Since everyone covering politics has to keep themselves busy seven days a week, we’ve been treated to a great deal of coverage over President Trump’s alleged racist tendencies. Most recently it involved a series of tweets directed at “The Squad” which were critical of things they’ve said in the past and suggested they “go back” to where they came from, fix the conditions in those countries, and then come back and “tell us how” it’s done. So are these charges of racism resonating with the public? According to some recent polling, not nearly as much as the cable news talking heads would have you believe. (Washington Times)
A new poll has tracked the nuances of racism charges that continue to surround President Trump.
“Voters are closely divided over whether President Trump is a racist, but one-in-three Democrats think it’s racism any time a white politician criticizes a politician of color,” said a Rasmussen Reports survey of 1,000 likely U.S. voters released Wednesday.
It found that 47% of all voters think Mr. Trump is a racist, down three percentage point from 50% revealed in a similar poll conducted 18 months ago.
Yet a near a majority of voters — 49% — now disagree and say the president’s opponents and critics are accusing him of racism “only for political gain.”
To see members of the two major parties splitting so widely on such questions is nothing unusual. But it’s the second statistic in the excerpt above that really caught my attention and plays heavily into the analysis we see coming out of news outlets like MSNBC and CNN on a regular basis. Fully one-third of Democrats believe that any time a white person expresses any criticism of a politician of color, that’s racism. (Also disappointing is the finding that 16% of both GOP and unaffiliated voters were willing to say the same thing.)
If you don’t find that remarkable you’ve probably been spending too much time in front of the television. If you are pushing back against an elected official’s support of something like the Green New Deal, Medicare for All or higher taxes, how is that in any way related to race? Even more shocking is the idea that criticizing an opponent for antisemitic remarks makes you a racist if the antisemite in question is a person of color. It’s as if we’ve lived to see Idiocracy coming to life in the real world.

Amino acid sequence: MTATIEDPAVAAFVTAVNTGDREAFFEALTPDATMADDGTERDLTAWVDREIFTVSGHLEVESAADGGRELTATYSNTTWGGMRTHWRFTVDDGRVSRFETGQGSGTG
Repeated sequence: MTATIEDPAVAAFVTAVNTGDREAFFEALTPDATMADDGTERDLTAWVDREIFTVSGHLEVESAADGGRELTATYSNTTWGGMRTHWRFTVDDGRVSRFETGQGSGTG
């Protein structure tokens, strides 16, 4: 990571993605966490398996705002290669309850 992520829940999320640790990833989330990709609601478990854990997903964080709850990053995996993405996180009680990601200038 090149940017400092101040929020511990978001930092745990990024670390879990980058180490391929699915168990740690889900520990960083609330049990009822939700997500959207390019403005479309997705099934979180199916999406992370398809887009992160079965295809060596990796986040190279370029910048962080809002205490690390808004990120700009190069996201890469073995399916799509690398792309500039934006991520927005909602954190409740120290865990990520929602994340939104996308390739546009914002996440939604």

But these views are repeatedly reinforced in the mainstream media on a daily basis and pushed to the forefront by elected officials. In case you didn’t see it already, Ayanna Pressley has a message for some of her colleagues: Stop being the wrong kind of “black.”
“If you’re not prepared to come to that table and represent that voice, don’t come, because we don’t need any more brown faces that don’t want to be a brown voice. We don’t need black faces that don’t want to be a black voice.”
— Rep. Ayanna Pressley (D-Mass.)
Since when is anyone a “brown voice” or a “black voice?” God forbid you were a “white voice” I suppose. Somebody apparently forgot to bookmark some important goals, such as dreaming of a world where people are judged by the content of their character rather than the color of their skin. Unfortunately for the rest of the black and Latino community, we now have cultural overlords who will let you know which opinions are acceptable and on which subjects you need to sit down and shut up.
Hopefully, that poll I linked at the top is in the ballpark and most of the country is rejecting this nonsense for the politically motivated shilling it is. But it’s still a sad state of affairs.